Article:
August 25, 2008

August 25 reading


Today's Bible Reading Lamentations 1-3

I'm also reading:
Family Driven Faith   Voddie Baucham, Jr.
Solomon Among the Postmoderns   Peter J. Leithart

Last night as I read Solomon Among the Postmoderns, I came across a concept that captured my interest and gave me cause to consider this interesting new angle on culture and the arts.

As the boundaries between aesthetic and functional have been challenged, cultural products have become commodities, subject to the economic forces of supply and demand. This is partly an effect of easy reproduction. Paintings can be downloaded from the web, and we can play symphonies at will on various musical devices. But culture here also refers to values, aspirations, dreams, and goals, which are now manipulated and employed by companies seeking to sell lifestyles as well as products. Advertisements don't sell goods; they lend lifestyle value to goods, and what they really sell is happiness.

Once the boundary between art and life is breached, the hierarchy of high and popular culture soon collapses. Modernists like [T.S.] Elliot once fondly hoped that poetry would trickle down from Parnassus to refresh the language of the common people, but the language of postmodern commoners is taken from advertising jingles, TV shows and movies, pop music, and news sound bites. Our cultural literacy is not gathered from snippets of Western classics but from ever new surges of popular culture. Treatment of Shakespeare, as always, provides a barometer of cultural trends. On the one hand, the Royal Shakespeare Company advertises Coriolanus with a poster that invokes the film Natural Born Killers; serious Shakespeare adapts itself to popular culture. on the other hand, Disney's The Lion King retells the story of Hamlet—regicide, unscrupulous uncle, temporizing prince, the whole thing—but ensures a happy ending for Simba and his quite sane Ophelia.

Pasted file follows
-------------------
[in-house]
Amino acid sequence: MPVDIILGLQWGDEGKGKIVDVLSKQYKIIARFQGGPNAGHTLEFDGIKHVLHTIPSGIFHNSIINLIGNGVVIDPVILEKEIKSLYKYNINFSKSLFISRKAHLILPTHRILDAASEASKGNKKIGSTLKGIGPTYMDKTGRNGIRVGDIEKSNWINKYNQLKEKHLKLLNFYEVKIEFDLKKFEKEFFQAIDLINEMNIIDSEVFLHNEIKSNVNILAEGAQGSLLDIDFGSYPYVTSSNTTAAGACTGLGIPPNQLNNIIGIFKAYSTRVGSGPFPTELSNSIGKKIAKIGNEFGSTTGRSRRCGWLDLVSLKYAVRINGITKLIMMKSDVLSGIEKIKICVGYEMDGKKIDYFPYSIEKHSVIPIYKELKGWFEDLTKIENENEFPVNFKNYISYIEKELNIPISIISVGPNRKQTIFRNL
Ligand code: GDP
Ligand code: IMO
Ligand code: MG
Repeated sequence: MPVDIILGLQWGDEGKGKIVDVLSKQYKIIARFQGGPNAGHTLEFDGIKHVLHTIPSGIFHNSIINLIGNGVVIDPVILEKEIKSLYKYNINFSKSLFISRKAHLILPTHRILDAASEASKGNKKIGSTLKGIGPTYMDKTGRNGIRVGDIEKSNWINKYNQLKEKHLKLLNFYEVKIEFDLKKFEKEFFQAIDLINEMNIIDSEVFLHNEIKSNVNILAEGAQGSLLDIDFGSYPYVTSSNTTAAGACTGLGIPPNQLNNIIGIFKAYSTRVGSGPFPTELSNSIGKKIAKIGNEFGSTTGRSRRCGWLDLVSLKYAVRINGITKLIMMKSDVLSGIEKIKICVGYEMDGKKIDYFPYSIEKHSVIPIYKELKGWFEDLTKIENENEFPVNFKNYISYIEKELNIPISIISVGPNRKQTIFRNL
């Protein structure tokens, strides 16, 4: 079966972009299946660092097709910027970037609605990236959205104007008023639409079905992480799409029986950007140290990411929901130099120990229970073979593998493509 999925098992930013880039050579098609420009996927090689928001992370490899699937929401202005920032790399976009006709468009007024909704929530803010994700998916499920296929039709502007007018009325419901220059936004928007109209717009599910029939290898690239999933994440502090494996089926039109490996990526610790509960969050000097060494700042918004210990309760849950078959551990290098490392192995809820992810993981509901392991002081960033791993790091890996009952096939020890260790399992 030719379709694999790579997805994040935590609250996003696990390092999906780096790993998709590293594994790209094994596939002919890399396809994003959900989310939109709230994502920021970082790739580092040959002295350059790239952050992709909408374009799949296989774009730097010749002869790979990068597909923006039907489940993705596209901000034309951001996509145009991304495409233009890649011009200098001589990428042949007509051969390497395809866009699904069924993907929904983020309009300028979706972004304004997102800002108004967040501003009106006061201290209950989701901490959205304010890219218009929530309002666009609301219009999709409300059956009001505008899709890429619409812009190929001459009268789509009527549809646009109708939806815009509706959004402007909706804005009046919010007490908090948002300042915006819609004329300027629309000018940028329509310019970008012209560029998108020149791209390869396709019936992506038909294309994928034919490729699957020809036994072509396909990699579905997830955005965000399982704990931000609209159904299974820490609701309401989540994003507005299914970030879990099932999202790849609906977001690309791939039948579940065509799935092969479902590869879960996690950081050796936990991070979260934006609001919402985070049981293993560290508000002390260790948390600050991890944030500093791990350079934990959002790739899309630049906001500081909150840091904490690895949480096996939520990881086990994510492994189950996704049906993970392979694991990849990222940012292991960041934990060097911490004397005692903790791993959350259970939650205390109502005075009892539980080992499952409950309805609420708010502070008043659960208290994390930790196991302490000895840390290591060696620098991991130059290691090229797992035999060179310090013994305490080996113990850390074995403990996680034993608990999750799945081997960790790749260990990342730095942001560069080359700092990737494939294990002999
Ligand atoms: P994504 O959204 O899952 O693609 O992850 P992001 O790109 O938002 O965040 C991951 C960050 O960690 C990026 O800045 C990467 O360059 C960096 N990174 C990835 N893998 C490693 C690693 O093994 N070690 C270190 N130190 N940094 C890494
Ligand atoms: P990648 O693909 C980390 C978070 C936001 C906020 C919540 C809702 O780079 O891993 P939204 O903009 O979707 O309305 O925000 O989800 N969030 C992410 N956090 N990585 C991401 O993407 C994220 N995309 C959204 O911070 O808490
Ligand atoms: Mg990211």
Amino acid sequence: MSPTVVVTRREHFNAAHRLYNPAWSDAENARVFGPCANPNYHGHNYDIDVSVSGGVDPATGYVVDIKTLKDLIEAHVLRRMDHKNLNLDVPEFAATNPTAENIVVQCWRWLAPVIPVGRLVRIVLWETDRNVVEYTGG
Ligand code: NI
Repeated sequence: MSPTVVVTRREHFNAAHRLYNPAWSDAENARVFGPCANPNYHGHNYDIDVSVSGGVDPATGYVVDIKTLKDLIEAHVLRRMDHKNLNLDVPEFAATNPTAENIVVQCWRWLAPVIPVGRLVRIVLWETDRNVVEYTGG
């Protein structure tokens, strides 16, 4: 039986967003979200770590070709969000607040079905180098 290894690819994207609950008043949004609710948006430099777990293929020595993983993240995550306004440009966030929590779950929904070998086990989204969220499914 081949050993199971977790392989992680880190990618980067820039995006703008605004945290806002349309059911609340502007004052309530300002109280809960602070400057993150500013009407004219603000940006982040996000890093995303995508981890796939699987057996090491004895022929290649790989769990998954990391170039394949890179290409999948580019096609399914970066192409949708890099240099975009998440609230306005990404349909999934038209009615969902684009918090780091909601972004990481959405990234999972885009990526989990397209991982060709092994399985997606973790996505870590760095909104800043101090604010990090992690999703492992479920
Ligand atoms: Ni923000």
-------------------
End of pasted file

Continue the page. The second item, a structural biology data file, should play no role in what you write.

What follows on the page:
Solomon Among the Postmoderns, Peter J. Leithart, pp. 49–50

No comments:

Post a Comment

No personal attacks. No profanity.

Please keep your comments in good taste. Leave a name so we know who you are. Your comments are welcome, but anonymous flames and sacrilege will be deleted.